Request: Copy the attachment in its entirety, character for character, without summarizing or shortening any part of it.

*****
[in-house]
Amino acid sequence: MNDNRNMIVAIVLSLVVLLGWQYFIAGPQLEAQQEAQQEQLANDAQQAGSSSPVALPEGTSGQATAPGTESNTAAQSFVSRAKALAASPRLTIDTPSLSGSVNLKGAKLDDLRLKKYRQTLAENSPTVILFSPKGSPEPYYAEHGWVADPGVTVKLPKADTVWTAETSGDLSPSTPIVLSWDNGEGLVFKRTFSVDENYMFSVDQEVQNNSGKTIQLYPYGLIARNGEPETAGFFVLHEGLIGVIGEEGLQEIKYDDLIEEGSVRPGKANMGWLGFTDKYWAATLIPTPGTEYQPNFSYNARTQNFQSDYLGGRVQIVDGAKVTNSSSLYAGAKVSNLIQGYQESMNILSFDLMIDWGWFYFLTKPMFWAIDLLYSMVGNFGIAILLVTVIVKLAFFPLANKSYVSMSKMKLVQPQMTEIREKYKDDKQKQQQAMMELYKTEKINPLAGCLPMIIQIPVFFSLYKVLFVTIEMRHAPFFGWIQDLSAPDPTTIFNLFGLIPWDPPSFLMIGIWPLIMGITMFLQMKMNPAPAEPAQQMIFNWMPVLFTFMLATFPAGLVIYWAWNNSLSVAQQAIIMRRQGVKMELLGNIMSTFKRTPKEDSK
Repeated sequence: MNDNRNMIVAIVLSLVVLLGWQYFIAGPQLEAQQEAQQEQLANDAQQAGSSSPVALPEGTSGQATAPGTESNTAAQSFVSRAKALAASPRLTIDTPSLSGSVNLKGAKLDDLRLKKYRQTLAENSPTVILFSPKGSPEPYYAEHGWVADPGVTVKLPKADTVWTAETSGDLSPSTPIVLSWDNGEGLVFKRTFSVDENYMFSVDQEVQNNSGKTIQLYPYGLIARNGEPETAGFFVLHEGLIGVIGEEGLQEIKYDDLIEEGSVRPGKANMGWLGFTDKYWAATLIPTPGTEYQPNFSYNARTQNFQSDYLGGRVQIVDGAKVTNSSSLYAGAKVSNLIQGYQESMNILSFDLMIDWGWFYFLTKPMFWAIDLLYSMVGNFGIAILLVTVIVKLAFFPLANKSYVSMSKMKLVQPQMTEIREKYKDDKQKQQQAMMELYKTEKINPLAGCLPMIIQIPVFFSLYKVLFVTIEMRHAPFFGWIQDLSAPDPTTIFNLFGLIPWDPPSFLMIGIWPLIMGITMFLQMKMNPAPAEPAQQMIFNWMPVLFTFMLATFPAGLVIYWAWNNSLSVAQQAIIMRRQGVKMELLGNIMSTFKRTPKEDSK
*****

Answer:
[in-house]
Amino acid sequence: MNDNRNMIVAIVLSLVVLLGWQYFIAGPQLEAQQEAQQEQLANDAQQAGSSSPVALPEGTSGQATAPGTESNTAAQSFVSRAKALAASPRLTIDTPSLSGSVNLKGAKLDDLRLKKYRQTLAENSPTVILFSPKGSPEPYYAEHGWVADPGVTVKLPKADTVWTAETSGDLSPSTPIVLSWDNGEGLVFKRTFSVDENYMFSVDQEVQNNSGKTIQLYPYGLIARNGEPETAGFFVLHEGLIGVIGEEGLQEIKYDDLIEEGSVRPGKANMGWLGFTDKYWAATLIPTPGTEYQPNFSYNARTQNFQSDYLGGRVQIVDGAKVTNSSSLYAGAKVSNLIQGYQESMNILSFDLMIDWGWFYFLTKPMFWAIDLLYSMVGNFGIAILLVTVIVKLAFFPLANKSYVSMSKMKLVQPQMTEIREKYKDDKQKQQQAMMELYKTEKINPLAGCLPMIIQIPVFFSLYKVLFVTIEMRHAPFFGWIQDLSAPDPTTIFNLFGLIPWDPPSFLMIGIWPLIMGITMFLQMKMNPAPAEPAQQMIFNWMPVLFTFMLATFPAGLVIYWAWNNSLSVAQQAIIMRRQGVKMELLGNIMSTFKRTPKEDSK
Repeated sequence: MNDNRNMIVAIVLSLVVLLGWQYFIAGPQLEAQQEAQQEQLANDAQQAGSSSPVALPEGTSGQATAPGTESNTAAQSFVSRAKALAASPRLTIDTPSLSGSVNLKGAKLDDLRLKKYRQTLAENSPTVILFSPKGSPEPYYAEHGWVADPGVTVKLPKADTVWTAETSGDLSPSTPIVLSWDNGEGLVFKRTFSVDENYMFSVDQEVQNNSGKTIQLYPYGLIARNGEPETAGFFVLHEGLIGVIGEEGLQEIKYDDLIEEGSVRPGKANMGWLGFTDKYWAATLIPTPGTEYQPNFSYNARTQNFQSDYLGGRVQIVDGAKVTNSSSLYAGAKVSNLIQGYQESMNILSFDLMIDWGWFYFLTKPMFWAIDLLYSMVGNFGIAILLVTVIVKLAFFPLANKSYVSMSKMKLVQPQMTEIREKYKDDKQKQQQAMMELYKTEKINPLAGCLPMIIQIPVFFSLYKVLFVTIEMRHAPFFGWIQDLSAPDPTTIFNLFGLIPWDPPSFLMIGIWPLIMGITMFLQMKMNPAPAEPAQQMIFNWMPVLFTFMLATFPAGLVIYWAWNNSLSVAQQAIIMRRQGVKMELLGNIMSTFKRTPKEDSK